More funding is on its way to small businesses across Berkshire County affected by the COVID-19 pandemic, but there is a deadline to meet in order for companies to receive the funding.
Businesses with 50 or fewer employees may be eligible for grants up to $75,000 that would cover rent, payroll and other expenses. Through a combination of state money and federal CARES Act funding, Massachusetts has weaved together a pot of more than $50 million for small businesses, administered by the Massachusetts Growth Capital Corporation. Applications are due November 12.
Ben Lamb, director of Economic Development at 1Berkshire and a city councilor for North Adams, said the support will be critical as the new regulations create lower revenue capacity for businesses.
“The nice thing about this happening right now is we are about to go into a traditionally quieter season for our businesses anyway,” he told the Eagle. “So these are going to be important dollars.”
Eligible businesses can receive up to three months of operating expenses. Preference will go to businesses owned by women, minorities and veterans, according to the MGCC. Businesses that have not received federal aid yet will also go to the top of the list.
“There’s a difference between a response fund and a recovery fund, and this is trying to walk that line between both,” said Lamb. He added that he hopes the money will serve as a bridge until Congress passes more federal relief.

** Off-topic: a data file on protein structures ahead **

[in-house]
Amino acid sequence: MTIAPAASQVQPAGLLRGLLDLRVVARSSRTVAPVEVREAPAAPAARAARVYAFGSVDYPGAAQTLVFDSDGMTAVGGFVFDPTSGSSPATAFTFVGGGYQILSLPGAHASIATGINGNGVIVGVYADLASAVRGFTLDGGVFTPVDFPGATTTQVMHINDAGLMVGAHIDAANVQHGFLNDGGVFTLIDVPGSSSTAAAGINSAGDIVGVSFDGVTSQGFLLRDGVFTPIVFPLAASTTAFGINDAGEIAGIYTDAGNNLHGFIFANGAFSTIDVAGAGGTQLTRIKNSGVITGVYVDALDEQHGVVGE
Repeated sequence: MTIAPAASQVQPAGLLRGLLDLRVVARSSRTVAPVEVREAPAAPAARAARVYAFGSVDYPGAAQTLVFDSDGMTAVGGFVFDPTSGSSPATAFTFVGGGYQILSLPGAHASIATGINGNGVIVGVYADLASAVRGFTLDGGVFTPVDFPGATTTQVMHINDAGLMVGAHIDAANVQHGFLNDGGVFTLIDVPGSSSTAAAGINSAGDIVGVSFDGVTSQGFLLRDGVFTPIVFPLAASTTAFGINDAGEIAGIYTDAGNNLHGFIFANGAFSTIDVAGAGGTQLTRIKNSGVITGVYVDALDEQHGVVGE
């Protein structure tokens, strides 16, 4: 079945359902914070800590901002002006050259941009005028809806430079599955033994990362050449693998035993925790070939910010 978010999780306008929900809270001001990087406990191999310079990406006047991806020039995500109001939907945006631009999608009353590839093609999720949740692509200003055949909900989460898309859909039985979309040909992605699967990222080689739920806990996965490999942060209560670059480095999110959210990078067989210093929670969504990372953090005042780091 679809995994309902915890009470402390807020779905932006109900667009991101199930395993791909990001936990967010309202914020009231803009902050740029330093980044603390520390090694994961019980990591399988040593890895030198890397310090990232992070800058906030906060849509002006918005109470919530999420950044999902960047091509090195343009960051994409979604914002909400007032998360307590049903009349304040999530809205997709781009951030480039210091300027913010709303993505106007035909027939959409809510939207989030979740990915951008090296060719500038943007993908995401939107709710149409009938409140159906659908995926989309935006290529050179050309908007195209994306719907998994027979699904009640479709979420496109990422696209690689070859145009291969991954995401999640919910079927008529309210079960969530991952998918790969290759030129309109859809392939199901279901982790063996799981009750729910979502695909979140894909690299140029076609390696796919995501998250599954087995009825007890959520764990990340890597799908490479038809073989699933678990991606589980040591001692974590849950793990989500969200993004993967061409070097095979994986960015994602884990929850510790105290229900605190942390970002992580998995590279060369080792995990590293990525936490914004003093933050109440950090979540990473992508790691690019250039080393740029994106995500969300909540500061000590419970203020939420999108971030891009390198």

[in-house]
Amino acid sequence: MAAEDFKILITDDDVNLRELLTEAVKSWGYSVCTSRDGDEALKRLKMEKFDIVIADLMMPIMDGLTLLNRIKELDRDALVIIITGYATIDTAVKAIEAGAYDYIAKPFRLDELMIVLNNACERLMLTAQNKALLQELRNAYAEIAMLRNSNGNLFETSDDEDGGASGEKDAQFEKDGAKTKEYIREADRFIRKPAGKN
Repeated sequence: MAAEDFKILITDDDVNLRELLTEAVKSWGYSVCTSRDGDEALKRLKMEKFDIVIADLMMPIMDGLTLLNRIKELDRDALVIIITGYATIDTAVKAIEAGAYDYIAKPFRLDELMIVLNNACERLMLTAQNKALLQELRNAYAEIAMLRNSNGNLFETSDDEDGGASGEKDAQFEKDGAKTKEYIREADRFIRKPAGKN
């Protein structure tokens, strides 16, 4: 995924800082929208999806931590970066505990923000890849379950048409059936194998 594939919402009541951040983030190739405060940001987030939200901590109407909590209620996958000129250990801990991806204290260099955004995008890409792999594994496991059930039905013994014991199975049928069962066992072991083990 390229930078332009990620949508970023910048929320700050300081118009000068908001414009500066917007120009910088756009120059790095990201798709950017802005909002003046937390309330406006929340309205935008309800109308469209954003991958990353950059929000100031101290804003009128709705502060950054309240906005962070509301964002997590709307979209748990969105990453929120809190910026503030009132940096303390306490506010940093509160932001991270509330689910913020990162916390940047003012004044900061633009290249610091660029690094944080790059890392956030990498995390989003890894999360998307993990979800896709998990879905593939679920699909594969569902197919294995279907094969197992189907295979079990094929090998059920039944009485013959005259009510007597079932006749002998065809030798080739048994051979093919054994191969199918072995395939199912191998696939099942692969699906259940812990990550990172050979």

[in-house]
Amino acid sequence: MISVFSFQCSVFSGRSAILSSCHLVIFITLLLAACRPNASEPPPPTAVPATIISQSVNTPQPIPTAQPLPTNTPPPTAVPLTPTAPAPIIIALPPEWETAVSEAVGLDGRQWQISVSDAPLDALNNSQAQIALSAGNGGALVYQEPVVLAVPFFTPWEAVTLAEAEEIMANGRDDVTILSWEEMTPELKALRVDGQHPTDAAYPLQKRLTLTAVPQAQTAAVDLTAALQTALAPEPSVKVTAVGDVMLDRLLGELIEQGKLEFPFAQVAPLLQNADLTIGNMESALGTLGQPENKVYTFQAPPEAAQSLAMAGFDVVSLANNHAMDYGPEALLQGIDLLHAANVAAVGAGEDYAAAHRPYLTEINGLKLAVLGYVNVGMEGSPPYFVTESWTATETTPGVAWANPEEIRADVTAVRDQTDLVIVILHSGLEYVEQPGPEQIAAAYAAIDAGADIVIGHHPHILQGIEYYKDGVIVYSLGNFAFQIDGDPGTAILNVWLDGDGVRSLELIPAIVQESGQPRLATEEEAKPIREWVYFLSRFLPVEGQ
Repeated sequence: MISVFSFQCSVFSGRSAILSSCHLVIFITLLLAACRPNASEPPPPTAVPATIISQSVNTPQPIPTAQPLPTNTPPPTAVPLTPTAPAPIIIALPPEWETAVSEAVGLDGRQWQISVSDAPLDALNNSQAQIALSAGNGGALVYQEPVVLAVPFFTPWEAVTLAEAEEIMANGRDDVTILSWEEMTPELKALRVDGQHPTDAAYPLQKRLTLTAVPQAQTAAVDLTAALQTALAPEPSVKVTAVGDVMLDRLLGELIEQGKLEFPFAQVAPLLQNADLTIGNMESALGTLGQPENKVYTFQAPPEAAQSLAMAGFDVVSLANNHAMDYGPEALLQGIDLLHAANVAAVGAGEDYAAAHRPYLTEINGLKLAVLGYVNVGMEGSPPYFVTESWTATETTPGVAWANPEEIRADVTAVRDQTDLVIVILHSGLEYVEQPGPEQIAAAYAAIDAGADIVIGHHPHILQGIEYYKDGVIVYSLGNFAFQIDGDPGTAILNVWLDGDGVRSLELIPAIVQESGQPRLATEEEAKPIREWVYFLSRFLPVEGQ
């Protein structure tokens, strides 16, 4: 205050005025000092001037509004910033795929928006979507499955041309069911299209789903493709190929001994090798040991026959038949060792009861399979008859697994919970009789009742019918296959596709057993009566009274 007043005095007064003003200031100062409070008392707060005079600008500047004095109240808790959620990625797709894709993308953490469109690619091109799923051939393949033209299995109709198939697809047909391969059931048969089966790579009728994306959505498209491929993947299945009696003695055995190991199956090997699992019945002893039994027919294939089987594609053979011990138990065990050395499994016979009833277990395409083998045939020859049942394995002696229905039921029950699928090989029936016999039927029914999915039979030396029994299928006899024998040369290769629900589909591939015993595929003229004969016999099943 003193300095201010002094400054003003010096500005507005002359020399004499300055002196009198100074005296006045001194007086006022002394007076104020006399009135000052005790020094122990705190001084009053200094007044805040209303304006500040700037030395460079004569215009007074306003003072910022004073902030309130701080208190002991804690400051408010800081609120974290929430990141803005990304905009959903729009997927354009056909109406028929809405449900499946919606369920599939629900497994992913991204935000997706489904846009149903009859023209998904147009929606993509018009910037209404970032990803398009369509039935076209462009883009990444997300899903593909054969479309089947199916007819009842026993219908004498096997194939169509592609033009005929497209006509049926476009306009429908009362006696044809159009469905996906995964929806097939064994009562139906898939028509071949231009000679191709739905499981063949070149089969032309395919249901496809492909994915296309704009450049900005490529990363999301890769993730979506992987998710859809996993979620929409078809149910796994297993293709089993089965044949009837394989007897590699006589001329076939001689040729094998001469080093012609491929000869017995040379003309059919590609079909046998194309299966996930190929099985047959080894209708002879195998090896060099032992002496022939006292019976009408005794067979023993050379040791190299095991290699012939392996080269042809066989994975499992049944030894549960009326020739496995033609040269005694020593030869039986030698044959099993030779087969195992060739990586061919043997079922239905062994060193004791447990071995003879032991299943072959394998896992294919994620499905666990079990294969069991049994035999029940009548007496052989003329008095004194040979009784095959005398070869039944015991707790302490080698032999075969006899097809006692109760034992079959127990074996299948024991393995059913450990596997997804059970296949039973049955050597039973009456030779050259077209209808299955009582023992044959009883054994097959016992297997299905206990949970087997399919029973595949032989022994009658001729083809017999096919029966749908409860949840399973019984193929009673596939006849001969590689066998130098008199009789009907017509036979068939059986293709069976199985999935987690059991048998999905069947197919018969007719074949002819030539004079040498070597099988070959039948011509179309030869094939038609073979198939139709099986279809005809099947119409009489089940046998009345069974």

The MGCC funds are split into two programs, with one geared at businesses with up to five employees. Lamb stressed that owners of those businesses should look carefully at the eligibility criteria and benefits for both programs before sending in an application.
Low- and moderate-income owners of microenterprise businesses — those with five or fewer employees — have another option to tap CARES Act funding: grants up to $10,000 administered by the Berkshire Regional Planning Commission.
For those grants, businesses can only receive funding commensurate to their pandemic losses.
Across most of the county, the microenterprise grant applications are accepted first-come, first-served on a rolling basis, according to the BRPC. A parallel program in North Adams accepting applications for forgivable loans in two-week rounds until funding runs out, with second round applications due November 16.
The grants are restricted by a household income cap, so a single-person household would be eligible with an income up to $47,850 or $50,900, depending on the municipality.
Amy Shapiro of the Franklin County Community Development Corporation, which is helping to administer North Adam’s forgivable loan program, told the Eagle that the income cap will help direct funds to people who may not have enough money saved to get through a downtown in business.
“The goal is to get this money to people who really need it,” she said, adding that North Adams business owners who earned more than the cap last year but have lost income since then may still qualify based on recent pay stubs.
Seven North Adams businesses applied in the first round, Shapiro said, and her office will review their applications next week.